Is this the right model?

Let’s look at some key identity technologies of the past, their weak points and their strong points:

  • X.500 was a series of specifications developed by the ITU in 1988. X.500 had a strict schema model that required enforcement. One of the chief frustrations for X.500 developers (at least for myself) was that while each server had its own schema configuration, clients were expected to alter their requests each time. This became particularly painful if you were trying to code a query filter that would work against multiple server deployments. If you didn’t first “discover” server configuration and adjust your code, your calls were doomed to fail. Searching became infuriating when common attributes weren’t supported by a particular server deployment since the call would be rejected as non-conformant. Any deviation was cause for failure. In my experience X.500 services seemed extremely brittle and difficult to use in practice.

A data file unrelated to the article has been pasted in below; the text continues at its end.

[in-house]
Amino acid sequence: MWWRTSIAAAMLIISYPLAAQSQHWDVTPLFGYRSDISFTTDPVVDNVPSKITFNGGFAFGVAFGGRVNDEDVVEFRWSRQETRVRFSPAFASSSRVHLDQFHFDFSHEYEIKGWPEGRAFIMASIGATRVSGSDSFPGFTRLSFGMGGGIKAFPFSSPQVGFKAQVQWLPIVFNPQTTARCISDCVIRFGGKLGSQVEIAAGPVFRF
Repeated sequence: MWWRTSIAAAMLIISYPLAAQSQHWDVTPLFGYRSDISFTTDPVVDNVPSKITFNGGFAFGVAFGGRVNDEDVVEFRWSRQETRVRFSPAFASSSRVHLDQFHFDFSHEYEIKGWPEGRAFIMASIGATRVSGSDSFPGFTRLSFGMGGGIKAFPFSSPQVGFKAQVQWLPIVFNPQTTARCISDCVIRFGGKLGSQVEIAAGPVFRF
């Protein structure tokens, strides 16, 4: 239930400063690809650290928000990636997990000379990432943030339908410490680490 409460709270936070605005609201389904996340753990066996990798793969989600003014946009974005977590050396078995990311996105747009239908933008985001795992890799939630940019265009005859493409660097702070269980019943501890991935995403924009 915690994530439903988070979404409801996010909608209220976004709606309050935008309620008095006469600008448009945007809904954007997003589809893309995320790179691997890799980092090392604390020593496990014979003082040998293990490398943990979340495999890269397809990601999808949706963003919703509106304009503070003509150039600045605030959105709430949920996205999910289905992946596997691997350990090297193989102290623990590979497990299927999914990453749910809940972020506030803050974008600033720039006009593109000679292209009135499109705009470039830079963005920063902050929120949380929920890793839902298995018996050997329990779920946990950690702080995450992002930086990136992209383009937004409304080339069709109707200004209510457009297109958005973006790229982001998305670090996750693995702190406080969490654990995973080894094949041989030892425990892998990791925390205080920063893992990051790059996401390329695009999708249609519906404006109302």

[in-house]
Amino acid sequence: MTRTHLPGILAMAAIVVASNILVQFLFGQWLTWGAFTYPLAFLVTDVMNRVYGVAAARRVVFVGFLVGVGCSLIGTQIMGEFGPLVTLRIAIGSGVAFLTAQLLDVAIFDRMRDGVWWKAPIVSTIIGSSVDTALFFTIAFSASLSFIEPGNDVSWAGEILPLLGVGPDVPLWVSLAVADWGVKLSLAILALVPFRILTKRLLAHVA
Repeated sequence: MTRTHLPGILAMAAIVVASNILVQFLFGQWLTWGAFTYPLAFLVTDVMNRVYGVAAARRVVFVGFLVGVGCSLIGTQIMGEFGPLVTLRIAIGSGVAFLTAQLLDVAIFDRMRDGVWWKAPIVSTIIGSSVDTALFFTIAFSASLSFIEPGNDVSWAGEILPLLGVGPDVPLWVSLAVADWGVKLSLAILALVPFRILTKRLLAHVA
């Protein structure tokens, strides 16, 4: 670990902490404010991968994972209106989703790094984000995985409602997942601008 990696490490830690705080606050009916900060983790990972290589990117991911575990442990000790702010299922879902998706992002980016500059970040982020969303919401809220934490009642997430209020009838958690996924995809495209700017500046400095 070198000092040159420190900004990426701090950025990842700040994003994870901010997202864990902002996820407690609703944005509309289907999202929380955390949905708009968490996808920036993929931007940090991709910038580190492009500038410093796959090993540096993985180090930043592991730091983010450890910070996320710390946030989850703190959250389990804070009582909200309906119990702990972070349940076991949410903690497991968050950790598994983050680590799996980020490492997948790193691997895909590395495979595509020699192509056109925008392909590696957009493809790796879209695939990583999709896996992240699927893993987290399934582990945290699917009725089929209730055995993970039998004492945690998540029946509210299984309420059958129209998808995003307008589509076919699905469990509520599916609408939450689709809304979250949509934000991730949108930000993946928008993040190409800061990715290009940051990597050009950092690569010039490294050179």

• LDAP, developed by the IETF in 1996, was based on X.500, but loosened things up somewhat. Aside from LDAP being built for TCP/IP, LDAP took the progressive step of simply assuming that if a client specified an undefined attribute in a search filter, that there was no match. This tiny little change meant that developers did not have to adjust code on the fly, but could rather build queries with “or” clauses profiling common server deployments such as Sun Directory Server vs. Microsoft Active Directory and Oracle Directory. Yet, LDAP still carried too many constraints and ended up with some of the brittleness as X.500. In practice, the more applications that integrated with LDAP the less able a deployer was able to change schema over time. Changing schema meant updating clients and doing a lot of staged production testing. In short, LDAP clients still expected LDAP servers to conform to standard profiles.